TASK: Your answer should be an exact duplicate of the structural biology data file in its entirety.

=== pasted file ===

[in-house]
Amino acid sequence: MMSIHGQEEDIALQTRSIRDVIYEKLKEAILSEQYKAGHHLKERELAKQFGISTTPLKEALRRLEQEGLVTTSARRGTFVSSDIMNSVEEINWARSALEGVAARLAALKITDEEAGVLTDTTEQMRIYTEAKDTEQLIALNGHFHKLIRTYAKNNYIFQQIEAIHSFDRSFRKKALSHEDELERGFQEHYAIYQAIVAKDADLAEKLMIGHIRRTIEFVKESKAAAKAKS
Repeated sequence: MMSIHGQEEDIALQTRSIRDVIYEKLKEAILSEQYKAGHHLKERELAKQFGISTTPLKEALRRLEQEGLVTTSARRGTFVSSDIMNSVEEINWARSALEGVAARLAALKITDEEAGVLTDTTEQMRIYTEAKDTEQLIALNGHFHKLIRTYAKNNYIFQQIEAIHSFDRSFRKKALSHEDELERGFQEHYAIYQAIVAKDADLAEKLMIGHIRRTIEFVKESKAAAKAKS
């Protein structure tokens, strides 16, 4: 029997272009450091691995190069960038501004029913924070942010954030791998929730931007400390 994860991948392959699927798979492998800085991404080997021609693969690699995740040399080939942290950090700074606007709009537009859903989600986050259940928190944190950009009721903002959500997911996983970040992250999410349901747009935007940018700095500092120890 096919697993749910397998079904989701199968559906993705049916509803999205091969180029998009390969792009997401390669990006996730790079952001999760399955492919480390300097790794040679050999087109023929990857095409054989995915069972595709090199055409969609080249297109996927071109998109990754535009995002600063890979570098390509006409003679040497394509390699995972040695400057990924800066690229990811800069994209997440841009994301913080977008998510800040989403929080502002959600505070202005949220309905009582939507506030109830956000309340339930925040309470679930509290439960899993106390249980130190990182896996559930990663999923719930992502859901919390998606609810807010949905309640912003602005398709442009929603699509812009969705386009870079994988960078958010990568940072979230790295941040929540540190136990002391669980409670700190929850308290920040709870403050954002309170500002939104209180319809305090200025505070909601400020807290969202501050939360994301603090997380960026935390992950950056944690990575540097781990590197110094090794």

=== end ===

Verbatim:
[in-house]
Amino acid sequence: MMSIHGQEEDIALQTRSIRDVIYEKLKEAILSEQYKAGHHLKERELAKQFGISTTPLKEALRRLEQEGLVTTSARRGTFVSSDIMNSVEEINWARSALEGVAARLAALKITDEEAGVLTDTTEQMRIYTEAKDTEQLIALNGHFHKLIRTYAKNNYIFQQIEAIHSFDRSFRKKALSHEDELERGFQEHYAIYQAIVAKDADLAEKLMIGHIRRTIEFVKESKAAAKAKS
Repeated sequence: MMSIHGQEEDIALQTRSIRDVIYEKLKEAILSEQYKAGHHLKERELAKQFGISTTPLKEALRRLEQEGLVTTSARRGTFVSSDIMNSVEEINWARSALEGVAARLAALKITDEEAGVLTDTTEQMRIYTEAKDTEQLIALNGHFHKLIRTYAKNNYIFQQIEAIHSFDRSFRKKALSHEDELERGFQEHYAIYQAIVAKDADLAEKLMIGHIRRTIEFVKESKAAAKAKS
């Protein structure tokens, strides 16, 4: 029997272009450091691995190069960038501004029913924070942010954030791998929730931007400390 994860991948392959699927798979492998800085991404080997021609693969690699995740040399080939942290950090700074606007709009537009859903989600986050259940928190944190950009009721903002959500997911996983970040992250999410349901747009935007940018700095500092120890 096919697993749910397998079904989701199968559906993705049916509803999205091969180029998009390969792009997401390669990006996730790079952001999760399955492919480390300097790794040679050999087109023929990857095409054989995915069972595709090199055409969609080249297109996927071109998109990754535009995002600063890979570098390509006409003679040497394509390699995972040695400057990924800066690229990811800069994209997440841009994301913080977008998510800040989403929080502002959600505070202005949220309905009582939507506030109830956000309340339930925040309470679930509290439960899993106390249980130190990182896996559930990663999923719930992502859901919390998606609810807010949905309640912003602005398709442009929603699509812009969705386009870079994988960078958010990568940072979230790295941040929540540190136990002391669980409670700190929850308290920040709870403050954002309170500002939104209180319809305090200025505070909601400020807290969202501050939360994301603090997380960026935390992950950056944690990575540097781990590197110094090794």